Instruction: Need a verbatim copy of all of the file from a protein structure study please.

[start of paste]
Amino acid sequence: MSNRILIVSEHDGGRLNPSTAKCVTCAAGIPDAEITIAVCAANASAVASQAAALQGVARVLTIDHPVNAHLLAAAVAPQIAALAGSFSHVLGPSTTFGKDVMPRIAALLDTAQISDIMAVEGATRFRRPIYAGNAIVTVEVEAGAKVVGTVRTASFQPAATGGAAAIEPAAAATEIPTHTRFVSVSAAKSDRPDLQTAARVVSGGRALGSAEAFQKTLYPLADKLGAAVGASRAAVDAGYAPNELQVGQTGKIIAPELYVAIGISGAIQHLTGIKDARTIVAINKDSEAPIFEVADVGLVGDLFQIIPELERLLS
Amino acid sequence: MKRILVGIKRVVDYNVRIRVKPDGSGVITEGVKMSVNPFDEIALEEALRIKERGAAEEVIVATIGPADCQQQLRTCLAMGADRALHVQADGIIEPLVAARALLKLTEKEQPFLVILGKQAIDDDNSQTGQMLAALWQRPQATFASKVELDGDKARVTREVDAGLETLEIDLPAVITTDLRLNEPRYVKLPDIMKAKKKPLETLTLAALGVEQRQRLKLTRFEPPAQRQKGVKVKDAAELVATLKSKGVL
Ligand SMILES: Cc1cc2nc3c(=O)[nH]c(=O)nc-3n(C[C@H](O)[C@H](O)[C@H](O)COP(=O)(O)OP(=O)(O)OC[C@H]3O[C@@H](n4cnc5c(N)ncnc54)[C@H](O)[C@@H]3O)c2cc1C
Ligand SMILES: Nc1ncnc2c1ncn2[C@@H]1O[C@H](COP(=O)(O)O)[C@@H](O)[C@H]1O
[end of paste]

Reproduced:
Amino acid sequence: MSNRILIVSEHDGGRLNPSTAKCVTCAAGIPDAEITIAVCAANASAVASQAAALQGVARVLTIDHPVNAHLLAAAVAPQIAALAGSFSHVLGPSTTFGKDVMPRIAALLDTAQISDIMAVEGATRFRRPIYAGNAIVTVEVEAGAKVVGTVRTASFQPAATGGAAAIEPAAAATEIPTHTRFVSVSAAKSDRPDLQTAARVVSGGRALGSAEAFQKTLYPLADKLGAAVGASRAAVDAGYAPNELQVGQTGKIIAPELYVAIGISGAIQHLTGIKDARTIVAINKDSEAPIFEVADVGLVGDLFQIIPELERLLS
Amino acid sequence: MKRILVGIKRVVDYNVRIRVKPDGSGVITEGVKMSVNPFDEIALEEALRIKERGAAEEVIVATIGPADCQQQLRTCLAMGADRALHVQADGIIEPLVAARALLKLTEKEQPFLVILGKQAIDDDNSQTGQMLAALWQRPQATFASKVELDGDKARVTREVDAGLETLEIDLPAVITTDLRLNEPRYVKLPDIMKAKKKPLETLTLAALGVEQRQRLKLTRFEPPAQRQKGVKVKDAAELVATLKSKGVL
Ligand SMILES: Cc1cc2nc3c(=O)[nH]c(=O)nc-3n(C[C@H](O)[C@H](O)[C@H](O)COP(=O)(O)OP(=O)(O)OC[C@H]3O[C@@H](n4cnc5c(N)ncnc54)[C@H](O)[C@@H]3O)c2cc1C
Ligand SMILES: Nc1ncnc2c1ncn2[C@@H]1O[C@H](COP(=O)(O)O)[C@@H](O)[C@H]1O